The University of Portsmouth has begun taking steps to open a medical school and is excited at the prospect of playing a bigger role in the health of people in the region.
Portsmouth has been named one of the UK’s worst areas for GP provision. The University’s vision is to recruit a large proportion of students from the region and others who want to stay in the region when they graduate.
The planned medical school would be for those who already have a degree, and who come from a wide cross-section of society, including those who might not have thought they could study medicine or who demonstrated their academic capability later in their education, after A levels.
Bid leader Professor Sherria Hoskins (pictured below), Executive Dean of the Faculty of Science and Health, is a passionate advocate for opening the door to medicine wider than any other British medical school. Although graduates could, following foundation training, choose to specialise in any branch of medicine, Portsmouth aims to shine a spotlight on primary care to help the region address its serious GP shortfall.
She said: “If we are successful, Portsmouth will be able to improve healthcare in our region, which has significant health deprivation and a serious shortage of doctors, compounding the health inequalities.”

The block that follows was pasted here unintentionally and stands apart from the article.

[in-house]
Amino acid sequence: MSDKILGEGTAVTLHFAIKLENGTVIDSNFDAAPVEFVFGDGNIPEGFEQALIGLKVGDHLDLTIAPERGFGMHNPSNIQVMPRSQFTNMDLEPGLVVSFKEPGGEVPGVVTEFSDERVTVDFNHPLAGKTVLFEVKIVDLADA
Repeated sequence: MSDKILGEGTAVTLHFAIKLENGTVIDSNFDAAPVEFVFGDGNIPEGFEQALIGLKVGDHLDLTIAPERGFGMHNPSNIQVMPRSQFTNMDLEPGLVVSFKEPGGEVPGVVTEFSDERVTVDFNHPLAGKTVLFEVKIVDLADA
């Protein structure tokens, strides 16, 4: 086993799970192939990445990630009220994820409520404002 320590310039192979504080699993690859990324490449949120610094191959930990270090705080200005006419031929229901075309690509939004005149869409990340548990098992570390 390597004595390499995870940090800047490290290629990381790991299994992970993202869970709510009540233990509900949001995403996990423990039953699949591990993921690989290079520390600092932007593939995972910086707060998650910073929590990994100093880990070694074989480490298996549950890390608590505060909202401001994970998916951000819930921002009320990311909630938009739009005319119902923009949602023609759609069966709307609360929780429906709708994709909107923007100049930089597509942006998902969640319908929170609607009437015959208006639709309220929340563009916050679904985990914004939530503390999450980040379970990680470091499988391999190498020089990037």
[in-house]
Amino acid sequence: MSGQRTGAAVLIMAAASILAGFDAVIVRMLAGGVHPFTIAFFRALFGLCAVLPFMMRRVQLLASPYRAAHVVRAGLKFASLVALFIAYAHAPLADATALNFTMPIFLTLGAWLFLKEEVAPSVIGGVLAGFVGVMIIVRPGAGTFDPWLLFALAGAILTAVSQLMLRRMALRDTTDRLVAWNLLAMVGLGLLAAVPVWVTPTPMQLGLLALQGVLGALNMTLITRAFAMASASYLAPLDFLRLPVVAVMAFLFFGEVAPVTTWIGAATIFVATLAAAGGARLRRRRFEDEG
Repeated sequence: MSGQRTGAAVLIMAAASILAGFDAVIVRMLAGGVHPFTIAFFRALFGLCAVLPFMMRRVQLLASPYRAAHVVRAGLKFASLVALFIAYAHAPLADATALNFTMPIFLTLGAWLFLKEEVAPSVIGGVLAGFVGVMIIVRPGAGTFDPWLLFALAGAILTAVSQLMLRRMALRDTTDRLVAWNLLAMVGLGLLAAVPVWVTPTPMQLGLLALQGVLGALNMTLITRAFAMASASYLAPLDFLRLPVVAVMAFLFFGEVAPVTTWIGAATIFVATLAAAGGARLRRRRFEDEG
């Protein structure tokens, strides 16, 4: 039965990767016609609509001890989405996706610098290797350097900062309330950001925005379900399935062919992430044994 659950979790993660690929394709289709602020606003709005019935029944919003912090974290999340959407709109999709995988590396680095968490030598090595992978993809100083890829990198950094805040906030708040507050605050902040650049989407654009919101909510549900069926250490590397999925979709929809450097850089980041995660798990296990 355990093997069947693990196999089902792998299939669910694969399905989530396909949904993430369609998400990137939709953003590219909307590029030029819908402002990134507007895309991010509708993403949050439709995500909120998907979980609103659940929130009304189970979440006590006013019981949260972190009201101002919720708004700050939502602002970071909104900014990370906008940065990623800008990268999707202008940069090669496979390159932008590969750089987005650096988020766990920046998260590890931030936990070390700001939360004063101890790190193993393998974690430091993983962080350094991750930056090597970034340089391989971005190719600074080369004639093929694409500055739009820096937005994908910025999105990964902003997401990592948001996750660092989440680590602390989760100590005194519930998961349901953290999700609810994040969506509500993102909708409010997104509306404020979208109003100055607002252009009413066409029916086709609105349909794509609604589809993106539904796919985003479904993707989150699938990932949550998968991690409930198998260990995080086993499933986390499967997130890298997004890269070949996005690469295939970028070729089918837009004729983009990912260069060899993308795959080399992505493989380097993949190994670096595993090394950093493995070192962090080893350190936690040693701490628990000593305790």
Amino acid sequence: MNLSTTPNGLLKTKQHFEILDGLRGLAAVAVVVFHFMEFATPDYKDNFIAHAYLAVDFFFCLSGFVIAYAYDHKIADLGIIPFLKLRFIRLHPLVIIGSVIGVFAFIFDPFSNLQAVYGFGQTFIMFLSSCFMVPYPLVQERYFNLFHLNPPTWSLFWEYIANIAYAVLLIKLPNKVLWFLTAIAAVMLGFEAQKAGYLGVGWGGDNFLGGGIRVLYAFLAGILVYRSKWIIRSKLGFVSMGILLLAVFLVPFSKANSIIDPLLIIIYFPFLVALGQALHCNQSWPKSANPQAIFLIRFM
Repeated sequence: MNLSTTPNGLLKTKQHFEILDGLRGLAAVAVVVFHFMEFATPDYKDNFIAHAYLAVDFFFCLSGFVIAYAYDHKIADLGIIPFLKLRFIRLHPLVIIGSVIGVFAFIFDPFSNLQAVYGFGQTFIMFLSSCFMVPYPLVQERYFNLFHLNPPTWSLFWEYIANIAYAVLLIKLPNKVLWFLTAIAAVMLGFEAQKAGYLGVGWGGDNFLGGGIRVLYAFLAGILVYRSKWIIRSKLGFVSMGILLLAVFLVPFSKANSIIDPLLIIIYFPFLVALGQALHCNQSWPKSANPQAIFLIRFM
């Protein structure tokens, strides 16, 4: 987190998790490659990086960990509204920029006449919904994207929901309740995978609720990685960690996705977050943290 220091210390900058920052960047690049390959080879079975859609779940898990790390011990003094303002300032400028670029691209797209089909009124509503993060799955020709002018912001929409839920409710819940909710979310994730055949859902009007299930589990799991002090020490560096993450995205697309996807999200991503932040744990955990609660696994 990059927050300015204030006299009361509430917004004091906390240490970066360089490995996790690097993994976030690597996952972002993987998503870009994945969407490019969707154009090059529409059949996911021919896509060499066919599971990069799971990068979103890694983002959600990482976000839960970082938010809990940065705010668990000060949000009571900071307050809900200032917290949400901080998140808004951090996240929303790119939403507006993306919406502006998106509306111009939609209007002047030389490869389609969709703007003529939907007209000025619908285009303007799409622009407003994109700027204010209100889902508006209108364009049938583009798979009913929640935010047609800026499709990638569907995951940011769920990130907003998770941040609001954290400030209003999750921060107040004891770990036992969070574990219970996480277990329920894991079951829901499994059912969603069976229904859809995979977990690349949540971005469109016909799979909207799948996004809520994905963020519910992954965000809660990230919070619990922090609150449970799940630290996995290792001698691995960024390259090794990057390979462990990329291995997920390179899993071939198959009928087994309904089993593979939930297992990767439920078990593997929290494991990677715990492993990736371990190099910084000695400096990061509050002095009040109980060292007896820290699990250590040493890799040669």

Portsmouth South MP, Stephen Morgan, said: “As I said in Parliament recently, Portsmouth has become a new healthcare hell for patients. It is one of the worst affected areas by the wider national fall in GPs, with just 40 per 100,000 people.
“That’s why I’m proud to support our university’s medical school bid, which will help to recruit the homegrown talent we need to deliver the services our city deserves.”
Former Health Minister and MP for Gosport, Caroline Dinenage, said: “It was arresting to read that our region is one of the UK’s worst for numbers of GPs per patient. If the University of Portsmouth is successful in its bid to open a medical school it would be a step towards supplying Gosport, Portsmouth and the Isle of Wight with more doctors, which we sorely lack and which our region’s populations deserve.”
The University of Portsmouth is working with the region’s primary and secondary care frontline medics, hospital trusts, local clinical groups, MPs, patient groups, and medical school partner, Brighton & Sussex Medical School, to build a four-year graduate entry medical degree course.
Specialists in course design are proposing to include, alongside medical training, a focus on the future of medical practice including compassionate care and preventative medicine.
A Portsmouth medical school would add to its suite of healthcare courses, including Nursing, Physiotherapy, Paramedic Science, Physician Associate Studies, Biomedical Science, Prescribing and Therapeutics, Radiography and Operating Department Practice.